Eduard 1/48 Bf 109G-2

Eduard 1/48 Bf 109G-2

A delightful little kit: if you fancy a 1/48 Bf 109 you can’t go wrong with this one.  Wide range of colourful schemes, plenty of detail, but also a simple and quick build.

Summary:

Manufacturer: Eduard

Scale: 1/48

Subject: Bf 109G-2

Extras: Insignia masks (homemade)

Paints: MRP

 

Rating:

Fit: 4/5

Engineering: 4/5

Detail: 5/5

Accuracy: 5/5

 

You may remember from previous entries that I’ve always had a love-hate relationship with Eduard.  I love that you can always depend on them to provide a detailed, accurate kit.  Actually their level of detail and accuracy goes through “obsessive” and approaches “disturbing”.

Unfortunately, their kits are extremely hit and miss when it comes to engineering, which is to say how far the design promotes them going together properly.  I really annoyed some people recently by saying that Eduard is like a competent version of Kitty Hawk in that regard, but if anything I think that comment is more insulting to KH because insane as their kits can be, I’ve never had one that made me think “yeah, this isn’t going to work”.  Unfortunately, I have, repeatedly, had that experience with Eduard.  Their old 1/48 Fw 190, a few of their reboxed kits (good grief that MiG-29 was horrible) and especially the Brassin weapons sets have just turned out so complicated that I couldn’t get them to do what I wanted.  You can say that just means I’m not a good modeller all you like: I’m going to keep recommending things I enjoy rather than things that I wasted money on.

This kit is one of the excellent ones.

It was the new release of their 2016 tooling, and as far as I can tell is basically identical to the previous release of the G-2, with just a new instruction booklet and decals, though the schemes are nearly identical.  There is quite a nice selection that covers the use of this early G from North Africa / Sicily, the Russian Front and even one used in Finland.

The typical Eduard accuracy is shown by the multiple canopy options (including a couple which I couldn’t tell apart but that’s what I mean by the company’s almost scary devotion to accuracy) and different inserts for the landing gear wells.  The different options here apparently cover various differences between some F variants and early Gs, with the most obvious being the shift to the later canopy with less framing.  The big difference between variants which even the uninitiated like me can identify is the cowling bulge that arrived when the G-6 switched to larger 13mm machine guns, but that is for a different kit.

Detail is really nice throughout without ever getting in the way of construction.  I never had the feeling that anything was more difficult than it had to be in order to accommodate something that wouldn’t be seen or felt that the designers had prioritised a complicated setup over a simple one.

The kit went together very easily and was a delight to build.  I was actually taken aback by how quickly it built: you do the cockpit details, which are quite involved in places, close it up and the fuselage halves fit well so you move on to the wings.  The wings go together with minimal fuss so you attach them, and the tailplanes, and… you’re done.  The landing gear slot into place, the prop just squeezes on when you’re done painting.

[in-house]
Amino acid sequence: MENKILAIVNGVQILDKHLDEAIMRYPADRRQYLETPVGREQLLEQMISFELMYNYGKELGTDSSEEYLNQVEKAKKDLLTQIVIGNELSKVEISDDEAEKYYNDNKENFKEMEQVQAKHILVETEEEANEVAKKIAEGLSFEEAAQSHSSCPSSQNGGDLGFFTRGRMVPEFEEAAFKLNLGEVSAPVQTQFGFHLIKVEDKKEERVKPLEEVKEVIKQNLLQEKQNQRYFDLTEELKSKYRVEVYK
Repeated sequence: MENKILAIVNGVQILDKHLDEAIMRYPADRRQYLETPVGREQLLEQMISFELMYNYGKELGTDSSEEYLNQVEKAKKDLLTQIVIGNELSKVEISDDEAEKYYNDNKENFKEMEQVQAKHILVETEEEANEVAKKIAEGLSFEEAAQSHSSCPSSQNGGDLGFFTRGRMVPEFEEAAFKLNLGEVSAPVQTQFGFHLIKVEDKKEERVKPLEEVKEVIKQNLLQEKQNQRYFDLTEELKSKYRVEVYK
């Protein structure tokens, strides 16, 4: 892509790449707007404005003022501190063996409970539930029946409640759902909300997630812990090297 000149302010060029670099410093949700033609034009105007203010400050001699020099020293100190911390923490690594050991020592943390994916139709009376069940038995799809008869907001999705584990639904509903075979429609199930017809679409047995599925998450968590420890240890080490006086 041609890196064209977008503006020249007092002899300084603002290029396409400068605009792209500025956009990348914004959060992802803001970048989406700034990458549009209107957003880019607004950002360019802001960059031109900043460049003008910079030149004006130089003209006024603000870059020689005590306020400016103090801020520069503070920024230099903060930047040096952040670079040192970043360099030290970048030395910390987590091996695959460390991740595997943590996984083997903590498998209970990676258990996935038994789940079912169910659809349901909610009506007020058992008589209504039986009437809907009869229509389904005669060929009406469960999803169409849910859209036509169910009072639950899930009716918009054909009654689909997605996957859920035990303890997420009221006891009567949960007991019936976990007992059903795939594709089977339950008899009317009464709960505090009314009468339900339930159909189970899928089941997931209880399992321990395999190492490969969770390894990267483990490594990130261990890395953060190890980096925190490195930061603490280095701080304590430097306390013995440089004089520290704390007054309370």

It’s just a delightful little kit and if you fancy a 1/48 Bf 109 you can’t go wrong with this one.  Plenty of detail if you want to go crazy, but also a simple and quick build.

This year I’ve seen comments that Eduard has introduced a new type of decal that is more of a wet transfer, in that the carrier film can be peeled off to leave the colour behind.  These have apparently been causing a lot of trouble, not going on neatly or reacting strangely to setting solutions.  Although I sprayed most of the markings on this model, I used the kit decals for a bunch of stencils and fuel indicators.  As far as I could tell, they worked just fine and like any other decals, though they were maybe a little thinner and on the fragile side.  I didn’t try peeling off the carrier film because they set nicely with Solvaset and I didn’t want to tempt fate.   On the other hand I have heard that the new decals are very thick and stiff, being compared to the often-complained-about Tamiya ones, and I don’t think that matches what I found here so maybe these were not the new type.  Definitely something to keep an eye on.

Despite this kit going together beautifully, I nonetheless managed to mess it up quite badly during painting.

I had wanted to do a tropical camo Bf 109 for some time and this seemed a good option.  I would also like to do one of the E models with the leopardesque dot camo but this one had a very attractive box scheme with fine green lines sprayed over the RLM 79.  I had a go at that but found I just hadn’t managed to do a good job of it: I didn’t manage to keep the lines a consistent thickness, and the ones that were thin enough just looked like they were airbrushed rather than sprayed on the real thing.  The distribution of the green lines didn’t seem right either.  Most annoying though was that the RLM 79 just didn’t seem to be quite right: it was a bit too yellow and I wonder whether there was a change in formulation at some point.  It looked like it would have been fine on an E but on the G it just didn’t seem right.

In the end I just decided to repaint it.  I was able to salvage the RLM 78 (which is that really nice bright blue) from the underneath, and actually extended the demarcation upwards to get more of that.  Rather than persisting with the green lines, I opted for a more basic scheme which I have always found looks really good on the Bf 109.  I had a few thoughts of colours to mix in to give it that slightly redder tint, but then found that my MRP Swedish Army Tan actually looked the part so I just used that instead.

 

Detail photos

 

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